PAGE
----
Built for realtime: Big data messaging with Apache Kafka, Part 1

Build a continuous big data messaging system with Apache Kafka

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Listing 2. KafkaConsumer

  public class Consumer {
      private static Scanner in;
      private static boolean stop = false;

      public static void main(String[] argv)throws Exception{
          if (argv.length != 2) {
              System.err.printf("Usage: %s <topicName> <groupId>\n",
          in = new Scanner(System.in);
          String topicName = argv[0];
          String groupId = argv[1];

          ConsumerThread consumerRunnable = new ConsumerThread(topicName,groupId);
          String line = "";
          while (!line.equals("exit")) {
              line = in.next();
          System.out.println("Stopping consumer .....");

      private static class ConsumerThread extends Thread{
          private String topicName;
          private String groupId;
          private KafkaConsumer<String,String> kafkaConsumer;

          public ConsumerThread(String topicName, String groupId){
              this.topicName = topicName;
              this.groupId = groupId;
          public void run() {
              Properties configProperties = new Properties();
              configProperties.put(ConsumerConfig.BOOTSTRAP_SERVERS_CONFIG, "localhost:9092");
              configProperties.put(ConsumerConfig.KEY_DESERIALIZER_CLASS_CONFIG, "org.apache.kafka.common.serialization.StringDeserializer");
              configProperties.put(ConsumerConfig.VALUE_DESERIALIZER_CLASS_CONFIG, "org.apache.kafka.common.serialization.StringDeserializer");
              configProperties.put(ConsumerConfig.GROUP_ID_CONFIG, groupId);
              configProperties.put(ConsumerConfig.CLIENT_ID_CONFIG, "simple");

              //Figure out where to start processing messages from
              kafkaConsumer = new KafkaConsumer<String, String>(configProperties);
              //Start processing messages
              try {
                  while (true) {
                      ConsumerRecords<String, String> records = kafkaConsumer.poll(100);
                      for (ConsumerRecord<String, String> record : records)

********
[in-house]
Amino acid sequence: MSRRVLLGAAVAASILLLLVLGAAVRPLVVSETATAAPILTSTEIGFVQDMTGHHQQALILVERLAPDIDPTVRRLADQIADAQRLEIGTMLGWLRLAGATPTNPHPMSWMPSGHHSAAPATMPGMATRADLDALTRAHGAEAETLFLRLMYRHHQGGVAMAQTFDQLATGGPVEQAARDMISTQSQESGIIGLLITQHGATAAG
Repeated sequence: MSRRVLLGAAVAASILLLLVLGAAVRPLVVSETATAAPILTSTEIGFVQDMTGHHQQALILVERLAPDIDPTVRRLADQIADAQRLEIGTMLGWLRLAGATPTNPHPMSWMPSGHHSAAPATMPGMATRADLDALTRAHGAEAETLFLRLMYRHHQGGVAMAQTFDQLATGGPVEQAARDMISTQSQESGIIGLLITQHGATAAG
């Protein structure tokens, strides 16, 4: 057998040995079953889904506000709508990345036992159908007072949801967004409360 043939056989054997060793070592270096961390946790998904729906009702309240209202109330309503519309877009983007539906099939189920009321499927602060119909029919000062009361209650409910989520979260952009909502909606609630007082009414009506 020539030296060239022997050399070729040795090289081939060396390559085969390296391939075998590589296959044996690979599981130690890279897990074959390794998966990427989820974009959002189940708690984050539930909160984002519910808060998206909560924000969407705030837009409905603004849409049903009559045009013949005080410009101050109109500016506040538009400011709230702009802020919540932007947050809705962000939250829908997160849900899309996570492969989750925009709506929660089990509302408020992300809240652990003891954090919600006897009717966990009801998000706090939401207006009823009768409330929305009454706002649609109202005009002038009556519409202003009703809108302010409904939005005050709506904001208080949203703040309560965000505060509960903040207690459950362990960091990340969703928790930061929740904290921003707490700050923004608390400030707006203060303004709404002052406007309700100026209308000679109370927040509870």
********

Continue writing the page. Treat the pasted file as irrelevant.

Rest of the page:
}catch(WakeupException ex){
                  System.out.println("Exception caught " + ex.getMessage());
                  System.out.println("After closing KafkaConsumer");
          public KafkaConsumer<String,String> getKafkaConsumer(){
             return this.kafkaConsumer;

Consumer and ConsumerThread

Writing the consumer code in Listing 2 in two parts ensures that we close the Consumer object before exiting. I'll describe each class in turn. First, ConsumerThread is an inner class that takes a topic name and group name as its arguments. In the run() method it creates a KafkaConsumer object, with appropriate properties. It subscribes to the topic that was passed as an argument in the constructor, by calling the kafkaConsumer.subscribe() method, then polls the Kafka server every 100 milliseconds to check if there are any new messages in the topic. It will iterate through the list of any new messages and print them to the console.

In the Consumer class we create a new object of ConsumerThread and start it in a different thread. The ConsumerThead starts an infinite loop and keeps polling the topic for new messages. Meanwhile in the Consumer class, the main thread waits for a user to enter exit on the console. Once a user enters exit, it calls the KafkaConsumer.wakeup() method, causing the KafkaConsumer to stop polling for new messages and throw a WakeupException. We can then close the KafkaConsumer gracefully, by calling kafkaConsumer's close() method.

Source code for the example application used in this article, "Big data messaging with Kafka, Part 1." Created for JavaWorld by Sunil Patil.

Run the application

To test this application you can run the code in Listings 1 and 2 from your IDE, or you can follow these steps:

  1. Download the sample code, KafkaAPIClient, by executing the command: git clone https://github.com/sdpatil/KafkaAPIClient.git.
  2. Compile the code and create a fat JAR with the command: mvn clean compile assembly:single.
  3. Start the consumer: java -cp target/KafkaAPIClient-1.0-SNAPSHOT-jar-with-dependencies.jar com.spnotes.kafka.simple.Consumer test group1.
  4. Start the producer: java -cp target/KafkaAPIClient-1.0-SNAPSHOT-jar-with-dependencies.jar com.spnotes.kafka.simple.Producer test.
  5. Enter a message in the producer console and check to see whether that message appears in the consumer. Try a few messages.
  6. Type exit in the consumer and producer consoles to close them.
Figure 2:

Figure 2. A Kafka producer/consumer application

Conclusion to Part 1

In the first half of this tutorial you've learned the basics of big data messaging with Apache Kafka, including a conceptual overview of Kafka, setup instructions, and how to configure a producer/consumer messaging system with Kafka.

As you've seen, Kafka's architecture is both simple and efficient, designed for performance and throughput. The second half of this tutorial shows you how to use partitions to distribute load and scale your application horizontally, and how to protect your Apache Kafka messaging system against failure. You'll also learn how Kafka uses message offsets to track and manage complex message processing.

This story, "Built for realtime: Big data messaging with Apache Kafka, Part 1" was originally published by JavaWorld.

Copyright © 2018 IDG Communications, Inc.

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